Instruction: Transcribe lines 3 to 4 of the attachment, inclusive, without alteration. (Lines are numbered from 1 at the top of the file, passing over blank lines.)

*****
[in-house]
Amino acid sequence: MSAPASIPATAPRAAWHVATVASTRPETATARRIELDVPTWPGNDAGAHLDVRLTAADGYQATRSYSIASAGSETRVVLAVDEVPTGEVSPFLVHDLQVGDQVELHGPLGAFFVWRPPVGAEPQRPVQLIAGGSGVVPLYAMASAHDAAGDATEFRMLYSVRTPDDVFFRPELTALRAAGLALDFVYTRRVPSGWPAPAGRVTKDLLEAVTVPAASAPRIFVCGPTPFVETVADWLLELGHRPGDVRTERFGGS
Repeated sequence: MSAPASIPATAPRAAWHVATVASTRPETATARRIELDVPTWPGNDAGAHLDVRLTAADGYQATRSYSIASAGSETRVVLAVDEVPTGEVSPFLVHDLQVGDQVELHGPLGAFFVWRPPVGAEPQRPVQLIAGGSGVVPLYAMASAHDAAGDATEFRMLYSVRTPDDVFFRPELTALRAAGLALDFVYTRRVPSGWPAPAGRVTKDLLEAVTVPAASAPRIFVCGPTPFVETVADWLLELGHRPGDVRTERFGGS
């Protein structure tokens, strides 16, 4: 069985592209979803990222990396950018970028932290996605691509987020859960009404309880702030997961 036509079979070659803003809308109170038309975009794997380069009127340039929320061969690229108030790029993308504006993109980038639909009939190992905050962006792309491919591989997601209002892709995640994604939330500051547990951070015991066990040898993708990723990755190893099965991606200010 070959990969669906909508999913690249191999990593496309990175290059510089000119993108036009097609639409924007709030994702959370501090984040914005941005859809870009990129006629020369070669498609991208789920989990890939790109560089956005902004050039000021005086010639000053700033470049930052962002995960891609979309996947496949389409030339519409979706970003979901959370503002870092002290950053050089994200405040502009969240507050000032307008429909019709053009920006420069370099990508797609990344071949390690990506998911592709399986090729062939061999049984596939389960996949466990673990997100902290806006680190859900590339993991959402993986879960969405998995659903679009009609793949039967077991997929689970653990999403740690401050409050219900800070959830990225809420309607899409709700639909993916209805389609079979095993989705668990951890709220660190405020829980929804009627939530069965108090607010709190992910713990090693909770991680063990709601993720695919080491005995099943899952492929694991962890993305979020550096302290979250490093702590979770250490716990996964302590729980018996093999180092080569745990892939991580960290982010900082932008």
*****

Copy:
Repeated sequence: MSAPASIPATAPRAAWHVATVASTRPETATARRIELDVPTWPGNDAGAHLDVRLTAADGYQATRSYSIASAGSETRVVLAVDEVPTGEVSPFLVHDLQVGDQVELHGPLGAFFVWRPPVGAEPQRPVQLIAGGSGVVPLYAMASAHDAAGDATEFRMLYSVRTPDDVFFRPELTALRAAGLALDFVYTRRVPSGWPAPAGRVTKDLLEAVTVPAASAPRIFVCGPTPFVETVADWLLELGHRPGDVRTERFGGS
């Protein structure tokens, strides 16, 4: 069985592209979803990222990396950018970028932290996605691509987020859960009404309880702030997961 036509079979070659803003809308109170038309975009794997380069009127340039929320061969690229108030790029993308504006993109980038639909009939190992905050962006792309491919591989997601209002892709995640994604939330500051547990951070015991066990040898993708990723990755190893099965991606200010 070959990969669906909508999913690249191999990593496309990175290059510089000119993108036009097609639409924007709030994702959370501090984040914005941005859809870009990129006629020369070669498609991208789920989990890939790109560089956005902004050039000021005086010639000053700033470049930052962002995960891609979309996947496949389409030339519409979706970003979901959370503002870092002290950053050089994200405040502009969240507050000032307008429909019709053009920006420069370099990508797609990344071949390690990506998911592709399986090729062939061999049984596939389960996949466990673990997100902290806006680190859900590339993991959402993986879960969405998995659903679009009609793949039967077991997929689970653990999403740690401050409050219900800070959830990225809420309607899409709700639909993916209805389609079979095993989705668990951890709220660190405020829980929804009627939530069965108090607010709190992910713990090693909770991680063990709601993720695919080491005995099943899952492929694991962890993305979020550096302290979250490093702590979770250490716990996964302590729980018996093999180092080569745990892939991580960290982010900082932008």